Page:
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McEnany defends Trump using racist term to refer to coronavirus

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Asked why Trump has used racist phrases, including “kung flu”, McEnany said Monday: “The President doesn’t. What the President does do is point to the fact that the origin of the virus is China. It’s a fair thing to point out(.)”

Pressed by CBS reporter Weijia Jiang about the use of the term, McEnany insisted during Monday’s press briefing that the use of the phrase was based on Trump’s push to link the virus “to its place of origin.”

The use of the term “kung flu” in the White House was first made public when CBS’ Jiang, an Asian American, reported in March that “a White House official referred to coronavirus as the ‘kung flu’ to my face.”

At the time, White House adviser Kellyanne Conway said the term was “highly offensive.”

“I don’t know how these conversations go, and that’s highly offensive so you should tell us who it is, I’d like to know who it is,” Conway told reporters. Reporters did not give Conway a name.

Asked Monday if the President’s use of the term was “highly offensive” as Conway said, McEnany replied: “The President does not believe that it’s offensive to note that this virus came from China (.)”

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The press secretary also brushed off concerns that Asian Americans are offended by the use of the phrase and that it would lead to more discrimination.

“The President has said very clearly: It’s important that we totally protect our Asian community in the US and all around the world. They’re amazing people and the spreading of the virus is not their fault in any way, shape or form,” McEnany said. “So, it’s not a discussion about Asian Americans, who the President values and prizes as citizens of this great country. It is an indictment of China for letting this virus get here.”

Asked if Trump regrets using the term, McEnany said Trump “never regrets putting the onus back on China, pointing out that China is responsible for this and in the process standing up for US troops who are being blamed by China in a campaign of misinformation.”

McEnany also tried to equate the media’s initial association of the virus with China, in terms such as the “Wuhan coronavirus” and the “Chinese coronavirus”, to Trump’s use of “kung flu.” But, as CNN’s Kaitlan Collins pointed out in the briefing, major news organizations have not used the term “kung flu” to refer to the virus.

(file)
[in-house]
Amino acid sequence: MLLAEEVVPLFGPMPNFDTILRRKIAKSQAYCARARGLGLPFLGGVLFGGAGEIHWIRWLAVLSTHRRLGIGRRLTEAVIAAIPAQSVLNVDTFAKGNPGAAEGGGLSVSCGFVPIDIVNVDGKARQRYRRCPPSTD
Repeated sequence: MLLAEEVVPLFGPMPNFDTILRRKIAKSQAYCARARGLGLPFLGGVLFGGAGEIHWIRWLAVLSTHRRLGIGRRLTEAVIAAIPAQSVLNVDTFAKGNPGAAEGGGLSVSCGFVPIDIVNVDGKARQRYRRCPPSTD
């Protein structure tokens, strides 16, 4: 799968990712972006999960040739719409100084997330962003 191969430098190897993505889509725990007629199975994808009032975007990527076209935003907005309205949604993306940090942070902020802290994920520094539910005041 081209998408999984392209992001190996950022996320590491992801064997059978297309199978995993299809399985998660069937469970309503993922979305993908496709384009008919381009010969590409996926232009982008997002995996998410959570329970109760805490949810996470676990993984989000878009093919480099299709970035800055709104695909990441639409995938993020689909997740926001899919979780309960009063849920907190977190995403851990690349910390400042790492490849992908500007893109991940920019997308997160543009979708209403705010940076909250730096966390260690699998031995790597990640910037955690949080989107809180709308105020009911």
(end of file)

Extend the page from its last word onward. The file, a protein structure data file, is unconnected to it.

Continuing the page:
Trump first referred to Covid-19 as the “Chinese virus” and the “China virus” earlier this spring, but after garnering criticism, he said he would back off of his use of the term.
And a day before backing off the term, the President tweeted out that the spread of the coronavirus was not the fault of Asian Americans — a group that had been the target of a growing number of racist and xenophobic attacks related to the virus.

“Look, everyone knows it came out of China, but I decided we shouldn’t make any more of a big deal out of it,” Trump told Fox News in March. “I think I’ve made a big deal. I think people understand it.”

The President said at the time that he didn’t regret using the terms to describe the virus and defended his past adoption of the terms by referencing other infectious diseases that are named after where they originate.

But over the last few weeks, Trump has returned back to labeling Covid-19 in a way that associates the virus with China in increasingly harsh terms — calling coronavirus the plague coming into the US from China, then “the Chinese plague,” and, most recently, the “kung flu.”

“It’s a disease, without question, has more names than any disease in history, ” Trump said in Tulsa, Oklahoma, during his first rally since the start of the coronavirus pandemic. “I can name ‘kung flu,’ I can name 19 different versions of name. Many call it a virus, which it is. Many call it a flu. What difference? I think we have 19, 20 different versions of the name.”



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